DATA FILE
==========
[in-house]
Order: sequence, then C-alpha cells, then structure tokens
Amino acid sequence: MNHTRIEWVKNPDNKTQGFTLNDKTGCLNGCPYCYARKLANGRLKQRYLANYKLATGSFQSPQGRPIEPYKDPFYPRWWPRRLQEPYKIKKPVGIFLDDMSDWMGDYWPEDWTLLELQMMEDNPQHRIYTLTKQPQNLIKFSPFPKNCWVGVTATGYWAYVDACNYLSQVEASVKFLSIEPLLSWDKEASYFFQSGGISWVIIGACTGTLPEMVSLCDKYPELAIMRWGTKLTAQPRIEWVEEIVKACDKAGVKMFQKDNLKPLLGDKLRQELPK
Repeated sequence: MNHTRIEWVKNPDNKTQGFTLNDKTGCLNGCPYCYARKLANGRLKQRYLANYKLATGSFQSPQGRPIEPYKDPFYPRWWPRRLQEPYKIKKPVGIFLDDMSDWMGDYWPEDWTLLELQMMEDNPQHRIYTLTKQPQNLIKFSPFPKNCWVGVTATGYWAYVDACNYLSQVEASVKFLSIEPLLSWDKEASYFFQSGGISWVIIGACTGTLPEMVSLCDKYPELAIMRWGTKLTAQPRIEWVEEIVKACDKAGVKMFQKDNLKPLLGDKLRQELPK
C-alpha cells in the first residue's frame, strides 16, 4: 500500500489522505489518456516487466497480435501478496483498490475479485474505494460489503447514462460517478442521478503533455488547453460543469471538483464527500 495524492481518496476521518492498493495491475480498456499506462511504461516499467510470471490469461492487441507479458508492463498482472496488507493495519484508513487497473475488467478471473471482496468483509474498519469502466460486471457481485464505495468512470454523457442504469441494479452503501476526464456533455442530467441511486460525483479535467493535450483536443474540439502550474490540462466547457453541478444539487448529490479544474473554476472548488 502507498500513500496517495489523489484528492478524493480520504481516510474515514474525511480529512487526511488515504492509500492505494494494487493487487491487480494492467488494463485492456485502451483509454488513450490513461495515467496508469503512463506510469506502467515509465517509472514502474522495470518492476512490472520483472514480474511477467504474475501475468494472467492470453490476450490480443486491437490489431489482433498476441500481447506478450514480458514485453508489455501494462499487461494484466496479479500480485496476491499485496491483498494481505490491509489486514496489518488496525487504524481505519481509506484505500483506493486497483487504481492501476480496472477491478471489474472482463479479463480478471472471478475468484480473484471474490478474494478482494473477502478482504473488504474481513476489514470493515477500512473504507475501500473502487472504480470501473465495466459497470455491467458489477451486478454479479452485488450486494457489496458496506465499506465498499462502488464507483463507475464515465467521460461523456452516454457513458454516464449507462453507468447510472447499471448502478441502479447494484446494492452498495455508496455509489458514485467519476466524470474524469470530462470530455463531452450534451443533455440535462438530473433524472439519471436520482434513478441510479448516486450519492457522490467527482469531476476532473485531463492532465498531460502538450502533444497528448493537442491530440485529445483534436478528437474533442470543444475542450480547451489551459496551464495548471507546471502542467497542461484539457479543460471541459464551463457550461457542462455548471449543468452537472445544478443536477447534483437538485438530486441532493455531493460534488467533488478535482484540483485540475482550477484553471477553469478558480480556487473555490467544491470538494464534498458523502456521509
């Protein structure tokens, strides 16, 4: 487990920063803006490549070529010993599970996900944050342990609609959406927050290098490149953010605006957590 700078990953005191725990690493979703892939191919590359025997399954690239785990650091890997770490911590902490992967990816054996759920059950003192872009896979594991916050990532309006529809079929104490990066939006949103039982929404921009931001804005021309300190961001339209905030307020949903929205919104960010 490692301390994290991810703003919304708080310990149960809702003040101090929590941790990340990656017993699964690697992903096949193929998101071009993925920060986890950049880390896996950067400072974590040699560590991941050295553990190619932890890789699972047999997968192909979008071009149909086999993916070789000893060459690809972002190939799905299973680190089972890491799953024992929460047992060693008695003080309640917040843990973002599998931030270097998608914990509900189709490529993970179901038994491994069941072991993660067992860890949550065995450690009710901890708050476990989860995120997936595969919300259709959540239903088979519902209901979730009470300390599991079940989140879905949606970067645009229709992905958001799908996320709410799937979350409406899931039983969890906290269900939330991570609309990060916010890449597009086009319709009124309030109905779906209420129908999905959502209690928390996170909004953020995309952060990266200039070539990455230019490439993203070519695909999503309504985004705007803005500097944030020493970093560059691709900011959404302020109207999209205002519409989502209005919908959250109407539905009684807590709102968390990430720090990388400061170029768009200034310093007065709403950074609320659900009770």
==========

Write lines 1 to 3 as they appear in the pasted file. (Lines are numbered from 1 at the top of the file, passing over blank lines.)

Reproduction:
[in-house]
Order: sequence, then C-alpha cells, then structure tokens
Amino acid sequence: MNHTRIEWVKNPDNKTQGFTLNDKTGCLNGCPYCYARKLANGRLKQRYLANYKLATGSFQSPQGRPIEPYKDPFYPRWWPRRLQEPYKIKKPVGIFLDDMSDWMGDYWPEDWTLLELQMMEDNPQHRIYTLTKQPQNLIKFSPFPKNCWVGVTATGYWAYVDACNYLSQVEASVKFLSIEPLLSWDKEASYFFQSGGISWVIIGACTGTLPEMVSLCDKYPELAIMRWGTKLTAQPRIEWVEEIVKACDKAGVKMFQKDNLKPLLGDKLRQELPK